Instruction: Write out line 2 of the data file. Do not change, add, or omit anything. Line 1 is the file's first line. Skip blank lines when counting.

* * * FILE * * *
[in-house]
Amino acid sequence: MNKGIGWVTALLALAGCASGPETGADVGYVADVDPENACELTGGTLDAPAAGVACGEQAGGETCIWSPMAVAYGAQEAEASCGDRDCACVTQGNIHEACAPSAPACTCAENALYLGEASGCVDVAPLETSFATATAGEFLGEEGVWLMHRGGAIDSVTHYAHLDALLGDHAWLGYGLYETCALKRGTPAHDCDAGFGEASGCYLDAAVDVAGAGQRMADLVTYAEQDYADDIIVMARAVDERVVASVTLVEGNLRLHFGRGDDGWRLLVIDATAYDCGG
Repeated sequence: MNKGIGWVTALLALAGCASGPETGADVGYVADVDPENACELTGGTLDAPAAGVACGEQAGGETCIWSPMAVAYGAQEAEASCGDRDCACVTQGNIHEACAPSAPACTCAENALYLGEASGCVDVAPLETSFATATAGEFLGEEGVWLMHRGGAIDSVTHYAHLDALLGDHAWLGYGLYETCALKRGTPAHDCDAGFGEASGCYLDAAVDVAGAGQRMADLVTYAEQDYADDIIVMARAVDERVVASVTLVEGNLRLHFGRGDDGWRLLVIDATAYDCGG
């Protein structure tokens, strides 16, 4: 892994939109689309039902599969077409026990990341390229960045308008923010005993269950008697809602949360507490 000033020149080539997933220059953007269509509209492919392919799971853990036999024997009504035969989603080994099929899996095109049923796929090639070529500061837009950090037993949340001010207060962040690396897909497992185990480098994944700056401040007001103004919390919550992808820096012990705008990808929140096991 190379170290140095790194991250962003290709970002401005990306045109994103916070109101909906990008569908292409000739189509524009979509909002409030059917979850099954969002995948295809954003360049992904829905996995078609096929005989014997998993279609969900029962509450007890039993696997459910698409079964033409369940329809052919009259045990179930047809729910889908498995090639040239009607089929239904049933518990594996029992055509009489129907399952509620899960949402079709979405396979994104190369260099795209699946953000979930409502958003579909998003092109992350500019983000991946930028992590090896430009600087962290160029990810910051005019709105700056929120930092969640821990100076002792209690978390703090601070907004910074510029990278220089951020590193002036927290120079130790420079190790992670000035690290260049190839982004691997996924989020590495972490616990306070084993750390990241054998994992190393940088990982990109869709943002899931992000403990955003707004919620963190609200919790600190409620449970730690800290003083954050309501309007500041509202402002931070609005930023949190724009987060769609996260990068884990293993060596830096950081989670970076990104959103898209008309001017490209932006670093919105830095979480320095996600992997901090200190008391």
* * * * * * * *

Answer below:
Amino acid sequence: MNKGIGWVTALLALAGCASGPETGADVGYVADVDPENACELTGGTLDAPAAGVACGEQAGGETCIWSPMAVAYGAQEAEASCGDRDCACVTQGNIHEACAPSAPACTCAENALYLGEASGCVDVAPLETSFATATAGEFLGEEGVWLMHRGGAIDSVTHYAHLDALLGDHAWLGYGLYETCALKRGTPAHDCDAGFGEASGCYLDAAVDVAGAGQRMADLVTYAEQDYADDIIVMARAVDERVVASVTLVEGNLRLHFGRGDDGWRLLVIDATAYDCGG